I attended a TRE workshop not knowing too much about it. I heard that there was some shaking involved but that was it. Upon arriving and being introduced to the concept (as I’ve explained above) and  I understood that the TRE session would be a form of meditation and a way of releasing any old stress that has been stored in my body.

Little did I know what was really in store for me.

Our facilitator took the group through a number of exercises to warm up our psoas muscle. The psoas muscle is where we hold a lot of stress and emotion. That’s why in yoga teachers tell us that a lot of emotion is stored in the hips. An example of an exercise is the one where you sit against a wall in chair position without a chair.

After about 5 gentle psoas muscle warm up exercises we were guided to the floor. I lay on my back with my legs flat on the ground and slightly apart. I then was guided to gradually bend my knees, keeping the soles of my feet flat on the floor.

I felt some tremors which were subtle automatic shakes mostly in my leg and groin area. However, after about 5 minutes of gentle shaking the shaking moved through the whole of my body, shaking me from side to side up and down, legs uncontrollably flapping everywhere, arms wobbling about. I’m sure anyone walking into that space without knowing about TRE would have though I was having a fit.

Not only did I shake uncontrollably – but apparently this exercise shook up my humour too. My laughter exploded into fits of belly laughing and I had streams of tears running down my face as I experienced pure and utter joy. Who doesn’t love a belly laugh? And for a solid 15 minutes? That’s quite some laughing!

My laughing ended up triggering some other laughter in the room from other people shaking uncontrollably on the floor. This was another experience that I will remember forever. The feeling post exercise, I can honestly say I was high. High on adrenalin and in a completely euphoric state of mind. It took me quite some time to come back to ground.

TRE is something I would certainly recommend as a way of releasing – whatever it is that you end up releasing! Whatever the emotion released, enjoy it. It’s an incredibly cathartic experience.

Hugging meditation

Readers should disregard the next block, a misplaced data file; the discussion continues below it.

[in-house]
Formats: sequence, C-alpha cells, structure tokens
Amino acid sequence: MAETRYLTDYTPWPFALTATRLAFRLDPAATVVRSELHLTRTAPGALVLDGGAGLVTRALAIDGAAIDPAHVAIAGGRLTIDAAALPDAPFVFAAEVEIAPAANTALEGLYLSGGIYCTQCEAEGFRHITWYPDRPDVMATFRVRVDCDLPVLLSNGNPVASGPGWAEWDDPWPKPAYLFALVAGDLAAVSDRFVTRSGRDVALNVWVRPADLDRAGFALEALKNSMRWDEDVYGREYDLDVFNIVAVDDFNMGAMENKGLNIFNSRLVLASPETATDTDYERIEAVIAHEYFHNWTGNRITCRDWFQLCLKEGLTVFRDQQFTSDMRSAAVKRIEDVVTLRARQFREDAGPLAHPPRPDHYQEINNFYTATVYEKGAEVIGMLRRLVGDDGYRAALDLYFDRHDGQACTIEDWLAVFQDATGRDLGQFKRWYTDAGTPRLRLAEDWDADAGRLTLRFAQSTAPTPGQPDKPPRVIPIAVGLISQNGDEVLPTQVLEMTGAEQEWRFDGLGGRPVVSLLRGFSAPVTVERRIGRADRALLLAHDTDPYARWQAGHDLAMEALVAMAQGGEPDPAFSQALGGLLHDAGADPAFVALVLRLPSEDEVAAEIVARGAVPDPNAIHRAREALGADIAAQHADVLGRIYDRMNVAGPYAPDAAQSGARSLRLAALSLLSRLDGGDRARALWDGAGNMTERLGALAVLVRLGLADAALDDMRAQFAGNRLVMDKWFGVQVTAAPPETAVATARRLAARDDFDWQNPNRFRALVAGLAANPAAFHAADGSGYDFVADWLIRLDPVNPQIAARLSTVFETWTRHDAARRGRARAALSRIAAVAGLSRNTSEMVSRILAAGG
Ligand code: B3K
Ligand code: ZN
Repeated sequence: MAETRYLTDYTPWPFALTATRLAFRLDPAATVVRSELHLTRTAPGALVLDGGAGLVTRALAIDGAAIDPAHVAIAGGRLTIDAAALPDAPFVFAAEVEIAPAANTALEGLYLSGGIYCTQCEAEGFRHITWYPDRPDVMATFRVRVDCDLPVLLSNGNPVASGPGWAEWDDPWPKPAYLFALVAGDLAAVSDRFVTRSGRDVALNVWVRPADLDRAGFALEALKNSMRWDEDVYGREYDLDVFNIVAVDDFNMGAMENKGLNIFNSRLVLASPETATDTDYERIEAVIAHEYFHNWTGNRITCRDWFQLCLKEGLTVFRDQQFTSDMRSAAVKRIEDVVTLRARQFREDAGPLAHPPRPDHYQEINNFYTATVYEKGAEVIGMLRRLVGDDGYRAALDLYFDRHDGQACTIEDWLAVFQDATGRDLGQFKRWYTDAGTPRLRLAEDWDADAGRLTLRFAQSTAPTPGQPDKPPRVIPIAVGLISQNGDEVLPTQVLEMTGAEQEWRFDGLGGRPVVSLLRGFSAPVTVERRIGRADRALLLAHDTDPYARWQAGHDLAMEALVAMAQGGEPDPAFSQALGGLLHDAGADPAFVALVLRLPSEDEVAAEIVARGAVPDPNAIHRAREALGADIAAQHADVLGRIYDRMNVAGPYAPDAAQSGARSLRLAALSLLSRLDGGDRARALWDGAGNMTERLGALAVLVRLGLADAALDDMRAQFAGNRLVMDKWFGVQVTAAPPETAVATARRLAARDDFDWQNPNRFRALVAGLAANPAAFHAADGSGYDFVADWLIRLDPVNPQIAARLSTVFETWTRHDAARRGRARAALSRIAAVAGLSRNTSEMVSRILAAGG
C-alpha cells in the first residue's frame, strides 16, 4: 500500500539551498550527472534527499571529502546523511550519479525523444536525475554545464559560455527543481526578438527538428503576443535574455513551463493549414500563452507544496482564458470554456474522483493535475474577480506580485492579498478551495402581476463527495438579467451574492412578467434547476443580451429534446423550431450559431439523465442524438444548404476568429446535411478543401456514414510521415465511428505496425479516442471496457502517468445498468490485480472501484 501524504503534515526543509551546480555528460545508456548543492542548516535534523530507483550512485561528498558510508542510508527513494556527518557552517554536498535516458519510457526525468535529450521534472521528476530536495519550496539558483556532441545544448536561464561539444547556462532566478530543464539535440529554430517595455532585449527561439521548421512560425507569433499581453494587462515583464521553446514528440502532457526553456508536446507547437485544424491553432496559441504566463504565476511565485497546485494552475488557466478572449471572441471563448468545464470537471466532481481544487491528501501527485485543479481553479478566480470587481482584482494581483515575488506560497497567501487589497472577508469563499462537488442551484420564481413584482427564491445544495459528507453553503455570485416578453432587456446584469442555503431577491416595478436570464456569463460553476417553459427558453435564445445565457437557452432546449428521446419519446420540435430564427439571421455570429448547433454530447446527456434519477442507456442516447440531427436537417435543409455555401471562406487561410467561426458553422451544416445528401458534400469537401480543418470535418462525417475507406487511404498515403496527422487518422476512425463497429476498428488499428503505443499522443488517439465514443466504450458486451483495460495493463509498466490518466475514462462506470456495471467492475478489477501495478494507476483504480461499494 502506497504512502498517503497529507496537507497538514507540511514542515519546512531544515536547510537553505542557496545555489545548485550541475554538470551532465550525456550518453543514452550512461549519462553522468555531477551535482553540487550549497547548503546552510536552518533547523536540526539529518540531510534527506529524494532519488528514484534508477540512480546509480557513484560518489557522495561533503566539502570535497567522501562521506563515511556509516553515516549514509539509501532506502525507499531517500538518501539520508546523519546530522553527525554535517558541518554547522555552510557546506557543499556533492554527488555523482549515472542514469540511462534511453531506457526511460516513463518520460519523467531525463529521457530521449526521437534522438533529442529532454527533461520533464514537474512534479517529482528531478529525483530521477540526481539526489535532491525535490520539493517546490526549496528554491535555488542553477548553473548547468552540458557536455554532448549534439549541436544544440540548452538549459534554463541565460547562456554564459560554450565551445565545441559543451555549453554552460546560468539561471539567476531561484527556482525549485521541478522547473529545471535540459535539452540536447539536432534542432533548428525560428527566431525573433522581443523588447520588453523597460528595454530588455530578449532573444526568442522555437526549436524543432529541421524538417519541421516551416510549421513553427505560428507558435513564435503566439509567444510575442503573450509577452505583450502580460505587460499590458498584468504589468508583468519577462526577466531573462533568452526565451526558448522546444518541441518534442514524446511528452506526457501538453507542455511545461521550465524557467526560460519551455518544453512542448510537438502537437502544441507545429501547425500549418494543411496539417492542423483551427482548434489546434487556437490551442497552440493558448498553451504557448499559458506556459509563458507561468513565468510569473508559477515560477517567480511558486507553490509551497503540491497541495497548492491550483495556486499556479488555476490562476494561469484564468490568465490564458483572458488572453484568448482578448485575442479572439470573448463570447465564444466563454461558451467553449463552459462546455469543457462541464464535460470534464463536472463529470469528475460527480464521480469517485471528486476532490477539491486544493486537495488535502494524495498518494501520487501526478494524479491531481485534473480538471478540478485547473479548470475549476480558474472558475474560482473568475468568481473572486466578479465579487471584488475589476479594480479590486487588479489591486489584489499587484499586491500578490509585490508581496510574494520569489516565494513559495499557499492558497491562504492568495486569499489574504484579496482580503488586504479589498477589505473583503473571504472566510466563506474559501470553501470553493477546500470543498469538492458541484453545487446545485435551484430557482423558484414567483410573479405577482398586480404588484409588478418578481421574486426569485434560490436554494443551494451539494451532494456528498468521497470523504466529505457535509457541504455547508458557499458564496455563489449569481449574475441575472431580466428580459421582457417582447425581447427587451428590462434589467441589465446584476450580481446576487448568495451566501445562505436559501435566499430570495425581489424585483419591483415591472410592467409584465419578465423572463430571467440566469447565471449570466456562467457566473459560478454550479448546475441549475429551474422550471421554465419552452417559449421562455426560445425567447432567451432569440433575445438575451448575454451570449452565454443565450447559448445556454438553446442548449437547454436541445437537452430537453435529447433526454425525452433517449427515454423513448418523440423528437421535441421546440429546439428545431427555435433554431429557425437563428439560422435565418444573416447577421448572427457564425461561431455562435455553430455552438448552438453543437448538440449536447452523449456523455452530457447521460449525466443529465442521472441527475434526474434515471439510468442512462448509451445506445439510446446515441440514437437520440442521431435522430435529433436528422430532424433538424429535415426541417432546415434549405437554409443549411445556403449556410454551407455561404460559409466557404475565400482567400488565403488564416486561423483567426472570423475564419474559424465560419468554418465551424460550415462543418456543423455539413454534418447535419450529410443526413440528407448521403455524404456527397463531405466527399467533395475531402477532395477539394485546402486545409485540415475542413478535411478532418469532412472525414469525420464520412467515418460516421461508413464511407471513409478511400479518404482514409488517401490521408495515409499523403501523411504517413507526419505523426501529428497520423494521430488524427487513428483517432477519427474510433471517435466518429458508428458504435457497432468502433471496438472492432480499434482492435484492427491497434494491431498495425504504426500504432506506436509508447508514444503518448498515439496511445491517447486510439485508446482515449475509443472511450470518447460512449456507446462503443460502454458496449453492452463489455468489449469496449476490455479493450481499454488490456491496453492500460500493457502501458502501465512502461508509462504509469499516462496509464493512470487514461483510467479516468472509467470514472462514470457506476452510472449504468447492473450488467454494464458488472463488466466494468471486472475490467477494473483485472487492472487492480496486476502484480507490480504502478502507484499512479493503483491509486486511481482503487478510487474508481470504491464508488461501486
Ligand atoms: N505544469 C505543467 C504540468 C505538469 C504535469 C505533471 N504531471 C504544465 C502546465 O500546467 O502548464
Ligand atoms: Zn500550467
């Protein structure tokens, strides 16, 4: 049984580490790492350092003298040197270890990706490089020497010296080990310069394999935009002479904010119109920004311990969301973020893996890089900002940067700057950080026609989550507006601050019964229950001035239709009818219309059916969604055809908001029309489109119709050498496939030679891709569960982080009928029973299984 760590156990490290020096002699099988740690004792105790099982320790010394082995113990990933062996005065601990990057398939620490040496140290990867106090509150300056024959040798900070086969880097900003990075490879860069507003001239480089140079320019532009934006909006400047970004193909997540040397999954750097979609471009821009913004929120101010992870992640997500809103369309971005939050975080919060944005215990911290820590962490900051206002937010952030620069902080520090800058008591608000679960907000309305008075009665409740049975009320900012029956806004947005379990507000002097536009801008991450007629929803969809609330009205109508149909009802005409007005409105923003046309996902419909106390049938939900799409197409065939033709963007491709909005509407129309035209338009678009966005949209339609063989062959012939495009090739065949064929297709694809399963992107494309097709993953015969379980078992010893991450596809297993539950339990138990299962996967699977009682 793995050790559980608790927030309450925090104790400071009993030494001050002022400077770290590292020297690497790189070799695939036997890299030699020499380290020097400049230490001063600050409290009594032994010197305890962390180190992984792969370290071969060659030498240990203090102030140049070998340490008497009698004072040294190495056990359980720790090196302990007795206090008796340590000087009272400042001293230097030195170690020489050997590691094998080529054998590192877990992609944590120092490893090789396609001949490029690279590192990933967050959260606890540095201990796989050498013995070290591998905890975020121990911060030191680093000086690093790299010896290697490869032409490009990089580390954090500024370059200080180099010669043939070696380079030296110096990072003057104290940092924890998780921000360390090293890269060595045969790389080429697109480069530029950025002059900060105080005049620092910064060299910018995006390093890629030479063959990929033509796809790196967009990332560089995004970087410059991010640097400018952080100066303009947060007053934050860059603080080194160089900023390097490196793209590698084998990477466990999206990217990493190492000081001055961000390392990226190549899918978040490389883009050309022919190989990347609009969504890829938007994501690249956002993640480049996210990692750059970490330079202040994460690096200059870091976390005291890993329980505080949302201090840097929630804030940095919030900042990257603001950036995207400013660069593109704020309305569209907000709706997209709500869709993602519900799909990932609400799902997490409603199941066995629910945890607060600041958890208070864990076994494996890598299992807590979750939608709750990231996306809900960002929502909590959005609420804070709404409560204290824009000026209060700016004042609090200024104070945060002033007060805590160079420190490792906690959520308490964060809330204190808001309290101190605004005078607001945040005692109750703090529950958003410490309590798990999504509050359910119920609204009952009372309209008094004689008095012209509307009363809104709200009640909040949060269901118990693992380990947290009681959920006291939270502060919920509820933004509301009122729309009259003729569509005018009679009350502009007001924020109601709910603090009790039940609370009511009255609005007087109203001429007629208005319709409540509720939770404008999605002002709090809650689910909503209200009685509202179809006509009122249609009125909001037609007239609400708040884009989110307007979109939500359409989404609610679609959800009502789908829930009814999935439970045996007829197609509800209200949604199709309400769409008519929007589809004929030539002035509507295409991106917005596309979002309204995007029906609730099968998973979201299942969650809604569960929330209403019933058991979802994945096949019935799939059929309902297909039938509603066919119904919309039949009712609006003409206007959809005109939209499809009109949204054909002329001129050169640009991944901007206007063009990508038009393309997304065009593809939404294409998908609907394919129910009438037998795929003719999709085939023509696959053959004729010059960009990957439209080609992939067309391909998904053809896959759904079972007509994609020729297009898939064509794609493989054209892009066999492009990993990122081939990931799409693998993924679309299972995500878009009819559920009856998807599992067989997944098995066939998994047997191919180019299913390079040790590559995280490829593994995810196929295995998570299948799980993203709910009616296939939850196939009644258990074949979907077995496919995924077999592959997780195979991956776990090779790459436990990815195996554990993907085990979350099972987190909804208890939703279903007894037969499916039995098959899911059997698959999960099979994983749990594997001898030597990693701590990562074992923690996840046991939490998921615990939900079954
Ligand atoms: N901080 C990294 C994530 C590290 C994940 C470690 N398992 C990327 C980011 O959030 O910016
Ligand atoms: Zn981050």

Every morning at 8:30 the community comes together to sit in a circle and we kick off our day with an open meeting for any sharing and announcements. At the end of the meeting we practice a seated meditation for 15 minutes. However, on a Wednesday morning our seated meditation turns into something a little bit more special, a hugging meditation.

The hugging mediation involves finding a partner to hug. During the hugging, three deep breaths are made. One breath in then out to know that one day I will die. One breath in and out to know that one day the person I am hugging will one day die. And one final breath in and out to acknowledge the very present moment of hugging. After three breaths the next hugging partner is found to enjoy this very wonderful experience with.

Post hugging meditation, I always come away feeling so connected and loved. I feel in love too. With the people I have hugged and shared my energy with. It’s amazing just how much a hug feeds my soul.

It is not obligatory to join in the hugging meditation and people can meditate whilst sitting on the outside of the hugging meditation, whilst serious magic is being created in the middle with all the hugging.

Sharing circle

A sharing circle is a beautiful way to get things off your chest, share your story or just simply listen. Every Tuesday evening there is a “women’s circle” which involves ladies coming together to talk about a particular topic. At the same time, there is a “men’s circle”too. Since my arrival topics have been:

  • body awareness
  • gratitude
  • compassion
  • identity and values

After a short meditation to open the circle everyone has an opportunity to talk about anything they might like to share,relating to the topic of the week. Alfred the duck (a teddy) is placed in the middle of the circle. Picking up Alfred the duck is an indication that you have something to share. You can say as much or as little as you like. There is no right or wrong in anything that you say.

The circle is such a wonderful space. No judgment. So much love. Electric energy. And safety. Everything that is shared stays within the circle and within that moment only. It’s powerful to know that your share impacts so many others in the room. Sharing and resonating with another person’s share shows that we are not alone on this journey of life. So many people can relate to our experiences and sharing those experiences takes courage and strength.

It’s been fascinating jumping into all the weird and wonderful workshops and practices at the New Life Foundation and each opportunity has allowed me to learn more about myself, what works, what doesn’t work and what I would like to share with those who are considering a weekend at The Humble Retreat. Life is for living. Life is for experiencing!

 

Practicing beliefs

At the moment I am in Thailand volunteering at a centre for people recovering from drug and alcohol abuse. The centre isn’t restricted to just addiction but also supports those suffering with depression, anxiety, burnout, trauma and any other mental illnesses. I came here on the recommendation from a friend who also volunteered at the centre. I will be here for 2 months.

I have a strong interest in mental wellbeing and recovery. I can still relate to so many stories and behaviours based on my background with depression and overcoming an eating disorder. I am here to love and to learn.

Stepping into this community on day one was incredibly daunting and quite overwhelming, even for me. Meeting new people and finding a connection with a person is something I love most in life. When there is a big group of people I can find it frustrating as I know I want to connect with each individual and understand who they are, but that’s tricky when there people are on mass.

I call the centre a community, because that is exactly what it is. A community of people who live together, work together and share together.